As a result of the continual gastric issues and visiting a gastroenterologist, who did virtually nothing for me and found nothing wrong with me (having been scoped from both ends and tested like crazy), I decided it was time to take a different approach.  After talking with Jan and Be at work, I decided to give the low carb diet another try.  This time, I was going to take it seriously.  I closely monitored my blood sugar 4 times a day (before every meal and around bedtime).  My blood sugar up to that point was consistently sitting somewhere between 275 and 325.  I gave up all refined carbohydrates.  No pasta, no bread of any kind, no sugar, no salty snacks (which was my big weakness).  As I started down the path, I noticed my blood sugar started to drop and that the amount of insulin I was taking was also dropping.  It was August 31st when I started the “diet.”  I had a doctor’s appointment six weeks later.  By the time of that appointment, I had lowered my insulin 66% (from 60 units down to 20 units…in 6 weeks).   I also noticed during this time that my gastric issues had improved greatly, but hadn’t completely disappeared.

The doctor’s appointment:  I was actually excited to go to the doctor after all of the hard work I had done to get my blood sugar in order.  I was still struggling a little, as I was having several episodes of low blood sugar levels.  I mentioned to my doctor what I was doing; she seemed less than thrilled about it.  However, after checking my A1C, she smiled.  She was impressed that my 3 month blood sugar result had dropped (I was down to around a 6.8 or something).  She made some suggestions as to adjustments to my medications, but told me to continue to do what I was doing.

This is where my own stupidity came in.  I decided that since things had gone so well, I was going to celebrate by cheating a little on my diet and I had some bread.  One thing led to another and I was back to eating my old ways again.  I never completely abandoned my diet, but I wasn’t following it as strictly as I should have been.  It also comes as no surprise that I felt less energetic than I had when I was following my diet.  My gastric issues also flared up quite a bit and I was back to living in the bathroom.  My last doctor’s appointment in January revealed that my blood sugar had gone up (no surprise there) and again, they tried to take another stab at solving the gastric issues.  During this appointment, I was probably harder on myself than my doctor had been, because I knew what I was doing was wrong, but couldn’t talk myself into changing it.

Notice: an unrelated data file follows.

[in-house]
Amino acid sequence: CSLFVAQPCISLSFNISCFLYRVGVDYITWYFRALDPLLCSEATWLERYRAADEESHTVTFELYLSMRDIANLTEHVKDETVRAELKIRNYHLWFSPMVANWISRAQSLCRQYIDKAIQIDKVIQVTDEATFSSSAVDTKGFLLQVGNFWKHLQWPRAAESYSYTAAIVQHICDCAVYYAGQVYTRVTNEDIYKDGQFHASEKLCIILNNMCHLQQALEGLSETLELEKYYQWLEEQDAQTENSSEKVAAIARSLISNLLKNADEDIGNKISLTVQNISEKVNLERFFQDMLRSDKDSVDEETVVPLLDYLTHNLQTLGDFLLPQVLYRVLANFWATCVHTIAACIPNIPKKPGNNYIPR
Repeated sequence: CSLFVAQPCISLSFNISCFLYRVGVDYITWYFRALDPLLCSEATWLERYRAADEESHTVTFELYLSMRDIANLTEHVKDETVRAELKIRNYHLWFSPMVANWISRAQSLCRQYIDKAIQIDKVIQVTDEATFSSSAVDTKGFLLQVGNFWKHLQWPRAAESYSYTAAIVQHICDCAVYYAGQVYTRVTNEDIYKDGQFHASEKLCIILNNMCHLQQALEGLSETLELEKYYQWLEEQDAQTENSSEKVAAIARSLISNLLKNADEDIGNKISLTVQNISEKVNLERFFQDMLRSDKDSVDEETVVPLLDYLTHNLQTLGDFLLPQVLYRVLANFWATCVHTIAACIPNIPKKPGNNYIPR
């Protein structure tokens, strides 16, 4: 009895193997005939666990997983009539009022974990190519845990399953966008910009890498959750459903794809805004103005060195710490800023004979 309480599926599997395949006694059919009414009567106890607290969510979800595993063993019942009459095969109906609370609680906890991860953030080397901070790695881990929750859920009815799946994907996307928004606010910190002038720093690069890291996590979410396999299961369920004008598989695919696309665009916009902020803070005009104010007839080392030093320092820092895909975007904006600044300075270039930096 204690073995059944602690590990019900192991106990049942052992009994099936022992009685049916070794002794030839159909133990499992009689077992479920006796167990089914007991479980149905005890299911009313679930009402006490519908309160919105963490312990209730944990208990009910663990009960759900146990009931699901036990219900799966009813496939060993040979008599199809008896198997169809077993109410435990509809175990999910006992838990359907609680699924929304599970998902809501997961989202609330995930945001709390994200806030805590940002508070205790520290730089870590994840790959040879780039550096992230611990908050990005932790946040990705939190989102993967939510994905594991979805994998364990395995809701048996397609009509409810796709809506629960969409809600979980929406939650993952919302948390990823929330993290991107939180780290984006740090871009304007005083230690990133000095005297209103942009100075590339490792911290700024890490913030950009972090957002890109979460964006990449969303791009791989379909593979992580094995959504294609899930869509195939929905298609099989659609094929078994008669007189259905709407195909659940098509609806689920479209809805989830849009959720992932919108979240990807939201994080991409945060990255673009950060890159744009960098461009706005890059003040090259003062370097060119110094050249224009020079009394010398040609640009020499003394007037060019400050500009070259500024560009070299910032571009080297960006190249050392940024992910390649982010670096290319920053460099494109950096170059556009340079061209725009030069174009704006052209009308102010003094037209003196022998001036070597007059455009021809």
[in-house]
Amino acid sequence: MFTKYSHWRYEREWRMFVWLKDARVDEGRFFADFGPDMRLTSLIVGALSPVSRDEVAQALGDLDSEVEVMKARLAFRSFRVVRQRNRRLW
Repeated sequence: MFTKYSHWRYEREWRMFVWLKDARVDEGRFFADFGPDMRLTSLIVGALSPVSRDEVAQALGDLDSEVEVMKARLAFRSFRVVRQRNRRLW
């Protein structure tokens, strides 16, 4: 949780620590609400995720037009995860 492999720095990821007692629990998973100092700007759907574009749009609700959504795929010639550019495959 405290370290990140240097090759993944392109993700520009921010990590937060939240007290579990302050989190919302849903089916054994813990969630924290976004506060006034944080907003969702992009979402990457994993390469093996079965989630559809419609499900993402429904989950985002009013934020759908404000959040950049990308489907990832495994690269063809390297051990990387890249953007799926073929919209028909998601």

About 6 weeks ago, I decided that enough was enough.  I had recently received a Kindle for my birthday from my wife and I downloaded “Why We Get Fat” by Gary Taubes.  I started reading through this book and as I was reading, I came to the realization that what I was doing was working.  I knew it was working; I saw it work for me.  I then decided on the following Monday to get back on the wagon, as it were.  I went back to monitoring my blood sugar as before, 4 times a day.  My sugar was sitting around 230 at the time.  I was also taking about 40 units of insulin a night.  After a week, I was back down to normal blood sugar levels and within range of my 20 unit insulin levels.  However, I was still bottoming out.  I adjusted my meds again and lowered my insulin even more, taking it down slowly.  For the last couple of weeks, I’ve been sitting around 15 units every night and my blood sugar levels on a bad day are around 150.  These are becoming more and more infrequent, and I’m averaging about 100-115.  I have more energy than I can remember having (except for those 6 weeks in the fall) and I feel 100% better than I did.  I don’t have nearly the gastric spells that I was having before.  In fact, instead of a daily thing, where I was having major cramping and trips to the bathroom that would make even the strongest stomach squeamish, the frequency of my trips to the bathroom greatly reduced (by 75% at least).

How do I do it?  For me, it has been a difficult challenge.  I’m constantly thinking about how I feel and what I eat.  I don’t eat anything without checking my blood sugar first, because my blood sugar levels determine what I eat.  I’ve come to find that I’m incredibly sensitive to most carbohydrates, even in fruit and things like sweet potatoes.  Assuming I’m my blood sugar is under 100, I can have small amounts of natural carbohydrates, but  I still eat no refined carbohydrates of any kind.  I try very diligently to come up with new things to try and to limit my carbohydrate intake.  For me, reading Taubes book was eye opening, as well as watching the movie “Fat Head.”  There is a lot of good information in both pieces that explains the science (which really appeals to my scientific brain).